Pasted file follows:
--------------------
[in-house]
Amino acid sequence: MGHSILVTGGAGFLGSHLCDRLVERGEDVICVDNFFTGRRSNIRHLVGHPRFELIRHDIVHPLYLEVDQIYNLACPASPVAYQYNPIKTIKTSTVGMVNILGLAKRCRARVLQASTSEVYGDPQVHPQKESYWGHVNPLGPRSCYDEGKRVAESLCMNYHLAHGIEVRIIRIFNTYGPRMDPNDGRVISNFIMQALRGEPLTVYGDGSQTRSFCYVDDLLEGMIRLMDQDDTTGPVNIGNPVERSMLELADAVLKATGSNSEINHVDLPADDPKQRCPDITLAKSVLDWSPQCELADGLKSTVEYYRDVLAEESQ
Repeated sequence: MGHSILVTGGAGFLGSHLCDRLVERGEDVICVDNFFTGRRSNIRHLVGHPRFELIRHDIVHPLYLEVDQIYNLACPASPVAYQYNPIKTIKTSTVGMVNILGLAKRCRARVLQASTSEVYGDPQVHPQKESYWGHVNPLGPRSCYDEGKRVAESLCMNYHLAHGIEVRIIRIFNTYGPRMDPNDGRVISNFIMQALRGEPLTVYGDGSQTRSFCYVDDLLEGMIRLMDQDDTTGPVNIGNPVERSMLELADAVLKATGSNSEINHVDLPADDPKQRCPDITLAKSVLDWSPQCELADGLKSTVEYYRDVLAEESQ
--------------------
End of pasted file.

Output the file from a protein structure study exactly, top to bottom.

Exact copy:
[in-house]
Amino acid sequence: MGHSILVTGGAGFLGSHLCDRLVERGEDVICVDNFFTGRRSNIRHLVGHPRFELIRHDIVHPLYLEVDQIYNLACPASPVAYQYNPIKTIKTSTVGMVNILGLAKRCRARVLQASTSEVYGDPQVHPQKESYWGHVNPLGPRSCYDEGKRVAESLCMNYHLAHGIEVRIIRIFNTYGPRMDPNDGRVISNFIMQALRGEPLTVYGDGSQTRSFCYVDDLLEGMIRLMDQDDTTGPVNIGNPVERSMLELADAVLKATGSNSEINHVDLPADDPKQRCPDITLAKSVLDWSPQCELADGLKSTVEYYRDVLAEESQ
Repeated sequence: MGHSILVTGGAGFLGSHLCDRLVERGEDVICVDNFFTGRRSNIRHLVGHPRFELIRHDIVHPLYLEVDQIYNLACPASPVAYQYNPIKTIKTSTVGMVNILGLAKRCRARVLQASTSEVYGDPQVHPQKESYWGHVNPLGPRSCYDEGKRVAESLCMNYHLAHGIEVRIIRIFNTYGPRMDPNDGRVISNFIMQALRGEPLTVYGDGSQTRSFCYVDDLLEGMIRLMDQDDTTGPVNIGNPVERSMLELADAVLKATGSNSEINHVDLPADDPKQRCPDITLAKSVLDWSPQCELADGLKSTVEYYRDVLAEESQ